No changes seen to COOL in new U.S. Farm Bill

Revised U.S. laws requiring retailers to carry specific country-of-origin labels on muscle cuts go back to a WTO compliance panel next month for review. (Canada Beef Inc. photo)

Canadian livestock groups’ hopes for change in the U.S. government’s mandatory country-of-origin labelling (COOL) laws on meat now return to the World Trade Organization (WTO), as no such changes have shown up in the U.S. Congress’ proposed new Farm Bill.

U.S. Senate and House negotiators on Monday announced a bipartisan deal on a new five-year bill. However, proponents of COOL in Congress were “unwilling” to add in “any amendment to the COOL statute that would have allowed the U.S. to meet its international obligations,” the Canadian Cattlemen’s Association said.

Thus, CCA said Monday, COOL “is expected to remain unaltered” when the proposed Farm Bill goes to the House of Representatives for approval in a vote expected to be held Wednesday.

In the U.S., the Farm Bill governs risk management programming for crop producers; ag conservation programs; ag export development and foreign food aid; farm credit programming, including direct loans and loan guarantees; and nutrition programs, such as food stamps.

During recent Farm Bill talks, the CCA said Monday, the association’s representatives advanced “several” proposals to amend the COOL rules that “would have maintained the core program, thus providing U.S. consumers with origin information, while eliminating the discriminatory effects on Canada’s livestock trade.”

The CCA said it would have gone so far as to support Canada shutting down its current WTO dispute compliance case against COOL, if the association’s “preferred proposal” to Congress had been accepted.

“Not the place”

Alleged pressure on other fronts for changes to COOL, meanwhile, has earned the notice of COOL’s supporters.

A U.S. group, the Center for Rural Affairs, on Friday issued a release quoting unspecified “reports” which alleged the office of the U.S. Trade Representative (USTR) has been “lobbying the Farm Bill conferees to weaken the COOL law.”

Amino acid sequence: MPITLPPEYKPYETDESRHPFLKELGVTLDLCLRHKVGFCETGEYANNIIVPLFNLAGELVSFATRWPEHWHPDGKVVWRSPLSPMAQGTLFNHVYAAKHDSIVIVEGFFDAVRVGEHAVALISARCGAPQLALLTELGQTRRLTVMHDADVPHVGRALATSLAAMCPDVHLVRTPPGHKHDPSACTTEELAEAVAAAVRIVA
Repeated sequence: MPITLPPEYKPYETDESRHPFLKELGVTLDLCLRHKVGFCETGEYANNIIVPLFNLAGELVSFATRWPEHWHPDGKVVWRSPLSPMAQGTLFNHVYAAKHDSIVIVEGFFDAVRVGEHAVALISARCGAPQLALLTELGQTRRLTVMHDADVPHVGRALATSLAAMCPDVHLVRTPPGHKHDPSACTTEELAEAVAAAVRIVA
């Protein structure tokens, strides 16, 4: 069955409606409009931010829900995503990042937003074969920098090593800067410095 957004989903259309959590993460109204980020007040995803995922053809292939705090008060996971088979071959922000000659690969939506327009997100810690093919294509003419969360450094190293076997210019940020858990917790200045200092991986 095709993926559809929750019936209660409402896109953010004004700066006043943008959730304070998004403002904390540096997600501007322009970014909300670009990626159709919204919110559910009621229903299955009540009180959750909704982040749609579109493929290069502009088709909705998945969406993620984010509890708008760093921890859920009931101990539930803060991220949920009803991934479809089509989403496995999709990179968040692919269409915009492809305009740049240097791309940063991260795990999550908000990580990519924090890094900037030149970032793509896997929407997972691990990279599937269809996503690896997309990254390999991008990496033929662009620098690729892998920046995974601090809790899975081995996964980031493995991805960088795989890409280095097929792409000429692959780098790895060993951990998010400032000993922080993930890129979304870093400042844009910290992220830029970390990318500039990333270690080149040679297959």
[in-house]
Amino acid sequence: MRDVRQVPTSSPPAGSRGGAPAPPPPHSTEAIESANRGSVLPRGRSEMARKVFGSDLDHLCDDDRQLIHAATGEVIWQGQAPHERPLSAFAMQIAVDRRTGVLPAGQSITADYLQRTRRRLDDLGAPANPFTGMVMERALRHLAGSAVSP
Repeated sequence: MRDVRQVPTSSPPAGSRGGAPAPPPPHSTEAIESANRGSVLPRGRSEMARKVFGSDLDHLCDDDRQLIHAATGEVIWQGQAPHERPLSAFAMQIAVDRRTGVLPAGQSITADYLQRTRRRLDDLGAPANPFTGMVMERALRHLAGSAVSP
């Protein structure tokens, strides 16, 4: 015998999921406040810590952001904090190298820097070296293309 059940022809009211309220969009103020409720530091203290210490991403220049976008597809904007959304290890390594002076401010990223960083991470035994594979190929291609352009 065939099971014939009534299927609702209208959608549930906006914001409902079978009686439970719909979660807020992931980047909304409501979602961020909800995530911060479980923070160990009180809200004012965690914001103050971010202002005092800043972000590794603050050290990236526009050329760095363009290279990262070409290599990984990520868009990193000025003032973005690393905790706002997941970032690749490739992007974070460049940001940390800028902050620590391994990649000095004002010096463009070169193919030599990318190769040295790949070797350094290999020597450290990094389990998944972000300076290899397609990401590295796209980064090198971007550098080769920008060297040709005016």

“Widespread reports circulating on Capitol Hill indicate that the (USTR) was capitulating to the pressures by COOL opponents, primarily the National Cattlemen’s Beef Association (NCBA) and their transnational meatpacker allies, to weaken, if not eliminate COOL,” Bill Bullard, CEO of rancher group R-CALF USA, said in the CRA release.

“When we learned that the USTR was pressuring Farm Bill conferees to replace current COOL rules with a ‘Product of North America’ label for meat from animals imported in the U.S., we knew it was time for urgent action,” CRA media director John Crabtree said in the release, calling such a label “entirely unacceptable.”

The Farm Bill conference committee, he added, “is not the place for this effort to undermine COOL. It is an effort to undue (sic) democratic decision-making behind the closed doors at the 11th hour of the Farm Bill debate.”

Compliance panel next month

The U.S. Department of Agriculture released its latest version of COOL last May, after the law’s 2008 form was ruled out of order by the WTO’s Dispute Settlement Body (DSB) in 2011 and WTO Appellate Body in 2012, for discriminating against Canadian and Mexican livestock and meat.

Under the May revisions, in effect since late November, COOL’s labeling provisions for muscle cuts now require covered products’ labels to include even more specific information about where each production step (birth, raising, slaughter) took place. The new rule also yanked the previous rule’s allowance for commingling of muscle cuts.

The WTO DSB agreed in September to requests from Canada and Mexico for a compliance panel, to rule on whether USDA’s May changes to COOL meet Washington’s WTO obligations.

The compliance panel recently announced it will hear Canada’s and Mexico’s case on Feb. 18 and 19 at the WTO’s headquarters in Geneva.

Following an “inevitable appeal” of whatever the compliance panel decides, the CCA said, “if this process must continue fully to its conclusion,” Canada could be in a position in the first half of 2015 to impose retaliatory tariffs on U.S. exports.

The Canadian government has already released its list of possible targets for retaliatory tariffs on U.S. goods, such as U.S. beef, pork, cereals, baked goods, fresh fruit and “many other items produced in areas represented by congressmen and senators who opposed a resolution in the Farm Bill,” the CCA noted. — Network

Related stories:
U.S. congressional negotiators reach deal on Farm Bill, Jan. 27, 2014
WTO compliance panel to probe revisions to COOL, Sept. 27, 2013

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